The U.S. survey mile is 5,280 survey feet, or about 1,609.347 metres. In the United States, the term statute mile formally refers to the survey mile, but for most purposes, the difference between the survey mile and the international mile is insignificant—one international mile is 0.999998 U.S. survey miles—so statute mile can be used for either. But in some cases, such as in the U.S. State Plane Coordinate Systems (SPCSs), which can stretch over hundreds of miles, the accumulated difference can be significant, so it is important to note that the reference is to the U.S. survey mile.
The United States redefined its yard in 1893, and this resulted in U.S. and Imperial measures of distance having very slightly different lengths.
The North American Datum of 1983 (NAD83), which replaced the NAD27, is defined in metres. State Plane Coordinate Systems were then updated, but the National Geodetic Survey left individual states to decide which (if any) definition of the foot they would use. All State Plane Coordinate Systems are defined in metres, and 42 of the 50 states only use the metre-based State Plane Coordinate Systems. However, eight states also have State Plane Coordinate Systems defined in feet, seven of them in U.S. Survey feet and one in international feet.
State legislation in the U.S. is important for determining which conversion factor from the metric datum is to be used for land surveying and real estate transactions, even though the difference (2 ppm) is hardly significant, given the precision of normal surveying measurements over short distances (usually much less than a mile). Twenty-four states have legislated that surveying measures be based on the U.S. survey foot, eight have legislated that they be based on the international foot, and eighteen have not specified which conversion factor to use.
In October 2019, U.S. National Geodetic Survey and National Institute of Standards and Technology announced their joint intent to retire the U.S. survey foot and U.S. survey mile, as permitted by their 1959 decision, with effect from the end of 2022.
The nautical mile was originally defined as one minute of arc along a meridian of the Earth.Navigators use dividers to step off the distance between two points on the navigational chart, then place the open dividers against the minutes-of-latitude scale at the edge of the chart, and read off the distance in nautical miles. The Earth is not perfectly spherical but an oblate spheroid, so the length of a minute of latitude increases by 1% from the equator to the poles. Using the WGS84 ellipsoid, the commonly accepted Earth model for many purposes today, one minute of latitude at the WGS84 equator is 6,046 feet and at the poles is 6,107.5 feet. The average is about 6,076 feet (about 1,852 metres or 1.15 statute miles).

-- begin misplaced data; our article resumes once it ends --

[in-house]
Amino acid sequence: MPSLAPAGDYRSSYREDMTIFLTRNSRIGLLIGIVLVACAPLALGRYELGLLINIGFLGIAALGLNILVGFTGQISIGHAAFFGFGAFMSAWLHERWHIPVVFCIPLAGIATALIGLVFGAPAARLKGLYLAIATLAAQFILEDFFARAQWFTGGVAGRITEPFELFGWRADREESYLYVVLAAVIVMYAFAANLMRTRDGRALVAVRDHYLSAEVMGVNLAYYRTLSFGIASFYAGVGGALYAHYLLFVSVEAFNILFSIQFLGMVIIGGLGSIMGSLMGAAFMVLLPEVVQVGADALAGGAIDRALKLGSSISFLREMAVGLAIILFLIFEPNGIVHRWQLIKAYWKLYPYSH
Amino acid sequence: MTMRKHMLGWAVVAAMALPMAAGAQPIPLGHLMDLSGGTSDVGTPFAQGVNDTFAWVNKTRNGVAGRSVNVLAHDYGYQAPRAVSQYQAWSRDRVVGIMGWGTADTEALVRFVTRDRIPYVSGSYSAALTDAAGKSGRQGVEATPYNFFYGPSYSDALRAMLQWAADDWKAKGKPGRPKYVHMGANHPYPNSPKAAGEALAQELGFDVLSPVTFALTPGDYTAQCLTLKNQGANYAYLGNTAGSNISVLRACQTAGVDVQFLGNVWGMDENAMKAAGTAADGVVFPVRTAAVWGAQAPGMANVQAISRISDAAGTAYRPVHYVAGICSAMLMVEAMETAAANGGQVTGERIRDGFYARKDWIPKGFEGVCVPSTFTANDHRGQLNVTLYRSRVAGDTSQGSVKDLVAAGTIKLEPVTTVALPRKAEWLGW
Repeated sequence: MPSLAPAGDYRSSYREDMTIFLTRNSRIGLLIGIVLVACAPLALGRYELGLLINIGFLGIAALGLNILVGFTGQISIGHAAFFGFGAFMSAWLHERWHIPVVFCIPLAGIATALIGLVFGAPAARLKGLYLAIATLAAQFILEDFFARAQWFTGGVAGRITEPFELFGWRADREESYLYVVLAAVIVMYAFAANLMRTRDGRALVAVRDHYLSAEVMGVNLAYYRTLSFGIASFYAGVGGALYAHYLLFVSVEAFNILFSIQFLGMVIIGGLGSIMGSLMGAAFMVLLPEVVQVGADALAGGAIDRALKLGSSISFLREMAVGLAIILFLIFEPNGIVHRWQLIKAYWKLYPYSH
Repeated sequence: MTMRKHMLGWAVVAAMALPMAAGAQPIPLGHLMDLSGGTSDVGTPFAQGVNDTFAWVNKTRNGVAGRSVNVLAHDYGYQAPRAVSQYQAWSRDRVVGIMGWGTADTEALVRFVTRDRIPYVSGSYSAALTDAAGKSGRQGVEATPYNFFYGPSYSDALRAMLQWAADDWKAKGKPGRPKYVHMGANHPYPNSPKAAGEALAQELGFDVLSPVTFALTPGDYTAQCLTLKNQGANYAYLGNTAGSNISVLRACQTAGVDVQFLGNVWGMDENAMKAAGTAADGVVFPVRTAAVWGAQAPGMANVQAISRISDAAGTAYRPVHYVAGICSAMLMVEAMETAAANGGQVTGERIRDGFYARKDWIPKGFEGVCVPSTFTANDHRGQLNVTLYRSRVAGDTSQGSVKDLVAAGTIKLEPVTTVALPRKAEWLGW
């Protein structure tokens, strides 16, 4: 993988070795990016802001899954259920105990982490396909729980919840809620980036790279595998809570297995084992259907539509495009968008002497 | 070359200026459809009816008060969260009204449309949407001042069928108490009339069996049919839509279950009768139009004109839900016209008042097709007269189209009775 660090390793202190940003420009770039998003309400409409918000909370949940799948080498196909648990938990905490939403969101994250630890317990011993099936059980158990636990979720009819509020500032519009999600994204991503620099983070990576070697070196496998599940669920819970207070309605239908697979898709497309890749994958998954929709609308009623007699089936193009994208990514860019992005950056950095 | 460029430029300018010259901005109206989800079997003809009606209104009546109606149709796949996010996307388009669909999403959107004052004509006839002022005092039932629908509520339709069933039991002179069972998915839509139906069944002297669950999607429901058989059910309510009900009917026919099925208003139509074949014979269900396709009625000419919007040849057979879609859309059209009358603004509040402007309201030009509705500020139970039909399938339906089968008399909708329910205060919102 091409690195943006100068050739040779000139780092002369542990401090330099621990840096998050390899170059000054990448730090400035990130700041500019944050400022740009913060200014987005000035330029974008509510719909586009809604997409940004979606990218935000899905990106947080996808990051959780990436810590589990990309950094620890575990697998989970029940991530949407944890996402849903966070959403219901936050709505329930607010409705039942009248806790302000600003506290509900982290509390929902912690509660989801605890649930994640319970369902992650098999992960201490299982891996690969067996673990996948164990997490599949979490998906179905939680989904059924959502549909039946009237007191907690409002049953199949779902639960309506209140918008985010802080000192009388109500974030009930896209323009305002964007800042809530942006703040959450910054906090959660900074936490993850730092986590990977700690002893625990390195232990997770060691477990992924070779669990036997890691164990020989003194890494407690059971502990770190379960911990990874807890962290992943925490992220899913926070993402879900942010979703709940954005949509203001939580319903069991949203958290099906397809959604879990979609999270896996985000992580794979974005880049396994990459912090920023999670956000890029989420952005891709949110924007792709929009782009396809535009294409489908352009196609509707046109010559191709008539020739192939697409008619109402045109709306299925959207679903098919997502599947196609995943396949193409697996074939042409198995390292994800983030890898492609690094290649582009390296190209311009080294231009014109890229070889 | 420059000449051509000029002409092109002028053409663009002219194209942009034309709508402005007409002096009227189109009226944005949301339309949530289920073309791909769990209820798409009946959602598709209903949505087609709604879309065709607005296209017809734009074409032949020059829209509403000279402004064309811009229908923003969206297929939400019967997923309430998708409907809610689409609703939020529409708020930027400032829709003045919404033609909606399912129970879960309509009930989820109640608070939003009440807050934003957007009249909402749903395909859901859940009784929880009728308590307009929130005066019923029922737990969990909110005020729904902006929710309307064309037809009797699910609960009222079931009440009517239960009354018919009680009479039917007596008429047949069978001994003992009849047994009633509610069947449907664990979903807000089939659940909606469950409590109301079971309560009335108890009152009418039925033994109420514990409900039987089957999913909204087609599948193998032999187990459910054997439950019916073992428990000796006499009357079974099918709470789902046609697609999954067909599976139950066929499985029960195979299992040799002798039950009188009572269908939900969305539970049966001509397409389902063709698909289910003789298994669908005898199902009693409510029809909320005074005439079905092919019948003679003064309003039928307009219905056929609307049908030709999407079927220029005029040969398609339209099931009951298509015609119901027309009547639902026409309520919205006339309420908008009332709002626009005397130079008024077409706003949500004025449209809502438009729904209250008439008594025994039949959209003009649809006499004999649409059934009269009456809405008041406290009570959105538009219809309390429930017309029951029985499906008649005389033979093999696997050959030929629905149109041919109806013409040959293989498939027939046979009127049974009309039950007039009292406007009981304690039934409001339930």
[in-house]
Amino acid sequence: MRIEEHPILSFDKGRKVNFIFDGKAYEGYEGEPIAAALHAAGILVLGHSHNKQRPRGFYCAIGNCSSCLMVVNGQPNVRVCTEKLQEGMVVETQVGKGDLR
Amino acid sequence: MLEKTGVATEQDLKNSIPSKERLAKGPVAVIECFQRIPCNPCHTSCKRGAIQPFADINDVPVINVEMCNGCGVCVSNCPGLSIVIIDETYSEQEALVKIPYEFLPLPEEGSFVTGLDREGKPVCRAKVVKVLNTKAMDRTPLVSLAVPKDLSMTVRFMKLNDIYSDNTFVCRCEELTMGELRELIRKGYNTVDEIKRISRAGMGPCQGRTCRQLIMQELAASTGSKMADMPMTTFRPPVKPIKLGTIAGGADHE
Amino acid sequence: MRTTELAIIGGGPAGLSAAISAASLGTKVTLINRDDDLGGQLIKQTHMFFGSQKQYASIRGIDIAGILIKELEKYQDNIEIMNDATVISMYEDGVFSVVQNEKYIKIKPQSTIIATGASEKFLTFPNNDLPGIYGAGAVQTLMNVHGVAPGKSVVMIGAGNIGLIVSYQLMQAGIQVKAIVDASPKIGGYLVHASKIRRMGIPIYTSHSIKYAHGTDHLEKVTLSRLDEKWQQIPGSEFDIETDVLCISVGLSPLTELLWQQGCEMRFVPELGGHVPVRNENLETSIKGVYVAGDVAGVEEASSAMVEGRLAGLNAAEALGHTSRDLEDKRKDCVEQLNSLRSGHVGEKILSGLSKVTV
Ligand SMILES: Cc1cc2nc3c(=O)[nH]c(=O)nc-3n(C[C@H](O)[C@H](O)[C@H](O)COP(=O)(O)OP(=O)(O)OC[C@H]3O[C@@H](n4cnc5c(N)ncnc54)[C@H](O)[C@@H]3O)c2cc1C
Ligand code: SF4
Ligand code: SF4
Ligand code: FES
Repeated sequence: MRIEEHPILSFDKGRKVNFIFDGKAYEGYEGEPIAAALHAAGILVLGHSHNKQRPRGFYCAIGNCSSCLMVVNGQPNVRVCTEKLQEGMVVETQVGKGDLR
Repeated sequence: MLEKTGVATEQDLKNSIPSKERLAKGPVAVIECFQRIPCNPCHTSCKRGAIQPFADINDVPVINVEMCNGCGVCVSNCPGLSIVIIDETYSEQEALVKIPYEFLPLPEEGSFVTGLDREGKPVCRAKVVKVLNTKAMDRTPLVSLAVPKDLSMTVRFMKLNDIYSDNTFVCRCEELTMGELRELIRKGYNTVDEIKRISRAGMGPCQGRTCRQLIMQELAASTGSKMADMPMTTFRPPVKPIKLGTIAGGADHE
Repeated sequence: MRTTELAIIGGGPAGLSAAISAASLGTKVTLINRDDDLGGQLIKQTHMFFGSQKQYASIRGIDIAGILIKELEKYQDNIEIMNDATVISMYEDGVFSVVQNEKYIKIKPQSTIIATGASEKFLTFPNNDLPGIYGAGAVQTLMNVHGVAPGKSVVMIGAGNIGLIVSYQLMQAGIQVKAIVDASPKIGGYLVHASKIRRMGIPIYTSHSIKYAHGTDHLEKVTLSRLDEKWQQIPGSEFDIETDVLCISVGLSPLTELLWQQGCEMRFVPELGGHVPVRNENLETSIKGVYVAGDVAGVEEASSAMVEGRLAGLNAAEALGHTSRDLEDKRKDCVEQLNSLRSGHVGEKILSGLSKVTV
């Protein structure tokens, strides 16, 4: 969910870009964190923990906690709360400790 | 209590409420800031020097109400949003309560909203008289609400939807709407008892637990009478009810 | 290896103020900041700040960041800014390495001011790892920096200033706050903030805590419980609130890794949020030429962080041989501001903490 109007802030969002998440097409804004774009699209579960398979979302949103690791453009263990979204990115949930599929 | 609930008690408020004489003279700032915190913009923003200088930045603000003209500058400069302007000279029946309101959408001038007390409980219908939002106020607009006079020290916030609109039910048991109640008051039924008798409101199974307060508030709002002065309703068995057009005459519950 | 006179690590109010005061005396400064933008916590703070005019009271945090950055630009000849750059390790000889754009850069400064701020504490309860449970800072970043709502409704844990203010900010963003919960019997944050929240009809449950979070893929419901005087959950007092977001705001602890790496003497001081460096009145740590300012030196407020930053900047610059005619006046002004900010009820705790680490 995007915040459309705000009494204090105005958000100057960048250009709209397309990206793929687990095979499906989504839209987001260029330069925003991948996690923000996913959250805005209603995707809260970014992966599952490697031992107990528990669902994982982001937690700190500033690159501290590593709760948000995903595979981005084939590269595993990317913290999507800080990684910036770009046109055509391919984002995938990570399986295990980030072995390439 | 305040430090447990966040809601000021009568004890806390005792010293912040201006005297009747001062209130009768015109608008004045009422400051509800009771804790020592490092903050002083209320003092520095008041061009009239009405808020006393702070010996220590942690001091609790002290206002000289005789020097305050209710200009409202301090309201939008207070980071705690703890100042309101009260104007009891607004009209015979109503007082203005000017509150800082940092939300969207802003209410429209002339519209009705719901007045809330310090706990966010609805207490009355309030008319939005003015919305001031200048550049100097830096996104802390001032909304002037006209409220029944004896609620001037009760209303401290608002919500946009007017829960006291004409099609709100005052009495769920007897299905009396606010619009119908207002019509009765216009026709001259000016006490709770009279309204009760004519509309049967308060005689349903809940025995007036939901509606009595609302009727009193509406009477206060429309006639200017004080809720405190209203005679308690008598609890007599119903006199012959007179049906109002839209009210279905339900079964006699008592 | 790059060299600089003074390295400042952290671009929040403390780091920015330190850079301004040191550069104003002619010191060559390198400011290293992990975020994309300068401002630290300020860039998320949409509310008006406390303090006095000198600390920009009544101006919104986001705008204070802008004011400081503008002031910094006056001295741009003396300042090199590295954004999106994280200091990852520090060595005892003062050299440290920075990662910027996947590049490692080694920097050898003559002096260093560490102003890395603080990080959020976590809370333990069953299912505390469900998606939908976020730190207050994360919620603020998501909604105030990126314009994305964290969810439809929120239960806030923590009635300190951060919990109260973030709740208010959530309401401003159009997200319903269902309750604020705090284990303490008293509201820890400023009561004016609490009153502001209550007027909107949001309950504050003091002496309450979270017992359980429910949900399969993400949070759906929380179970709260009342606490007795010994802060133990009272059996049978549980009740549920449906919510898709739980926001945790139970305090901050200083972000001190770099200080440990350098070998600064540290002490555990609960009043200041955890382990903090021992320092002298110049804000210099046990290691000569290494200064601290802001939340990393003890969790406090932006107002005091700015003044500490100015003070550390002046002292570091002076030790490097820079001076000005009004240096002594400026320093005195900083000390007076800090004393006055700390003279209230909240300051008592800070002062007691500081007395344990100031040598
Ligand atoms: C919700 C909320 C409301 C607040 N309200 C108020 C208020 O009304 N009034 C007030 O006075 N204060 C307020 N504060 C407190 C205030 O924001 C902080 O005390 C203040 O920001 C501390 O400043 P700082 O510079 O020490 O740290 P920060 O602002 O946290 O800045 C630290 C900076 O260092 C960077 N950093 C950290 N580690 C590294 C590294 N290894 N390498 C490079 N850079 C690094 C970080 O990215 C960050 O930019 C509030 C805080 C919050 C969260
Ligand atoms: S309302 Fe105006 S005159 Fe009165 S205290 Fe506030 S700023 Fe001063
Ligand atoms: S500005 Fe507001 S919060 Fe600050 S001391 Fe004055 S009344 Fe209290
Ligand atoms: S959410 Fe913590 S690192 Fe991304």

In the United States, the nautical mile was defined in the 19th century as 6,080.2 feet (1,853.249 m), whereas in the United Kingdom, the Admiralty nautical mile was defined as 6,080 feet (1,853.184 m) and was about one minute of latitude in the latitudes of the south of the UK. Other nations had different definitions of the nautical mile, but it is now internationally defined to be exactly 1,852 metres (6,076.11548556 feet).
The nautical mile per hour is known as the knot. Nautical miles and knots are almost universally used for aeronautical and maritime navigation, because of their relationship with degrees and minutes of latitude and the convenience of using the latitude scale on a map for distance measuring.
The data mile is used in radar-related subjects and is equal to 6,000 feet (1.8288 kilometres). μs and the radar nautical mile is 12.4 μs.The radar mile is a unit of time (in the same way that the light year is a unit of distance), equal to the time required for a radar pulse to travel a distance of two miles (one mile each way). Thus, the radar statute mile is 10.8
The geographical mile is based upon the length of a meridian of latitude. The German geographical mile (geographische Meile) was previously 1⁄15° of latitude (7.4127 km).
Cities in the continental United States often have streets laid out by miles. Detroit, Indianapolis, Chicago, Phoenix, Philadelphia, Las Vegas, Los Angeles, and Miami, are several examples. Typically the largest streets are about a mile apart, with others at smaller intervals. In the Manhattan borough of New York City "streets" are close to 20 per mile, while the major numbered "avenues" are about six per mile. (Centerline to centerline, 42nd Street to 22nd Street is supposed to be 5250 feet while 42nd Street to 62nd Street is supposed to be [ clarification needed ] 5276 ft 8 in.)[ citation needed ]